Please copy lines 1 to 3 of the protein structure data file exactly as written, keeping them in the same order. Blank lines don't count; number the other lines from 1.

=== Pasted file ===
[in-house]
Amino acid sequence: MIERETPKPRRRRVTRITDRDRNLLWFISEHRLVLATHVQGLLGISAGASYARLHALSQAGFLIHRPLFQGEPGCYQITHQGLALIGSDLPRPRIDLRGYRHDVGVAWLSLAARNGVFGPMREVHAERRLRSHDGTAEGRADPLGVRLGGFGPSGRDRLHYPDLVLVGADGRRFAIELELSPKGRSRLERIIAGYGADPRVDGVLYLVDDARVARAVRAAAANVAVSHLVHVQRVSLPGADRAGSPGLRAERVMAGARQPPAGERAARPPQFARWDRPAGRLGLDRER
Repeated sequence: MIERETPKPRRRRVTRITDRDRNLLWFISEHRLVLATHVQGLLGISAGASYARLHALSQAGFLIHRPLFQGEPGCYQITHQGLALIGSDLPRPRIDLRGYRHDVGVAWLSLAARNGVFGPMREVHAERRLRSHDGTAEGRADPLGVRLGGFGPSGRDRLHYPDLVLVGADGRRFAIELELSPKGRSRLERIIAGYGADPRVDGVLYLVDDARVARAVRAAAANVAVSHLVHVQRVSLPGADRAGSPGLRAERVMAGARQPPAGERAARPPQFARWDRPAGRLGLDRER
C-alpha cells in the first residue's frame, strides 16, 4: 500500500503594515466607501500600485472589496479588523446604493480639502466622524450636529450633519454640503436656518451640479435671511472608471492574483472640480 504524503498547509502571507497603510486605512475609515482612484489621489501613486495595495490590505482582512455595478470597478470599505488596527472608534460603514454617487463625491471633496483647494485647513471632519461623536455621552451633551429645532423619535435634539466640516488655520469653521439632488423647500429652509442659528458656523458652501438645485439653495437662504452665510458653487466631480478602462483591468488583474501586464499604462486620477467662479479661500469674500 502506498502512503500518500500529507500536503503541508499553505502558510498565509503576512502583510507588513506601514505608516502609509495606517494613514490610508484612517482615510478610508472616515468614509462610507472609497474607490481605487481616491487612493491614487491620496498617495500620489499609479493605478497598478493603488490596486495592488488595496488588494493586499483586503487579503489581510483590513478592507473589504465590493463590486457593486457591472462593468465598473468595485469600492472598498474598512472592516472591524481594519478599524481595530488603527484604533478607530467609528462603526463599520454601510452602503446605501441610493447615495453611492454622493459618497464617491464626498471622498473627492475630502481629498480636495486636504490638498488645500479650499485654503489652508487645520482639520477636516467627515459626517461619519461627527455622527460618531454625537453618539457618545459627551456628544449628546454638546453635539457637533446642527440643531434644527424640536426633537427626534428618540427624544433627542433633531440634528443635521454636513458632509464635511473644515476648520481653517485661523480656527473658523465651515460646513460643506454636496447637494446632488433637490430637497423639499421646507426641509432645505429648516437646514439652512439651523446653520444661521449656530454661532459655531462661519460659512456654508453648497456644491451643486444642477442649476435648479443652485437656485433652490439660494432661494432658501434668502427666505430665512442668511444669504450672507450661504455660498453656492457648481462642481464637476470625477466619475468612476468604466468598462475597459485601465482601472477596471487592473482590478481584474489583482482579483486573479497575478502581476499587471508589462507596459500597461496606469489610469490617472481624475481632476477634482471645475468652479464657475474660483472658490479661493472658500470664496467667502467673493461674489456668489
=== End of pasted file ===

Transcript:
[in-house]
Amino acid sequence: MIERETPKPRRRRVTRITDRDRNLLWFISEHRLVLATHVQGLLGISAGASYARLHALSQAGFLIHRPLFQGEPGCYQITHQGLALIGSDLPRPRIDLRGYRHDVGVAWLSLAARNGVFGPMREVHAERRLRSHDGTAEGRADPLGVRLGGFGPSGRDRLHYPDLVLVGADGRRFAIELELSPKGRSRLERIIAGYGADPRVDGVLYLVDDARVARAVRAAAANVAVSHLVHVQRVSLPGADRAGSPGLRAERVMAGARQPPAGERAARPPQFARWDRPAGRLGLDRER
Repeated sequence: MIERETPKPRRRRVTRITDRDRNLLWFISEHRLVLATHVQGLLGISAGASYARLHALSQAGFLIHRPLFQGEPGCYQITHQGLALIGSDLPRPRIDLRGYRHDVGVAWLSLAARNGVFGPMREVHAERRLRSHDGTAEGRADPLGVRLGGFGPSGRDRLHYPDLVLVGADGRRFAIELELSPKGRSRLERIIAGYGADPRVDGVLYLVDDARVARAVRAAAANVAVSHLVHVQRVSLPGADRAGSPGLRAERVMAGARQPPAGERAARPPQFARWDRPAGRLGLDRER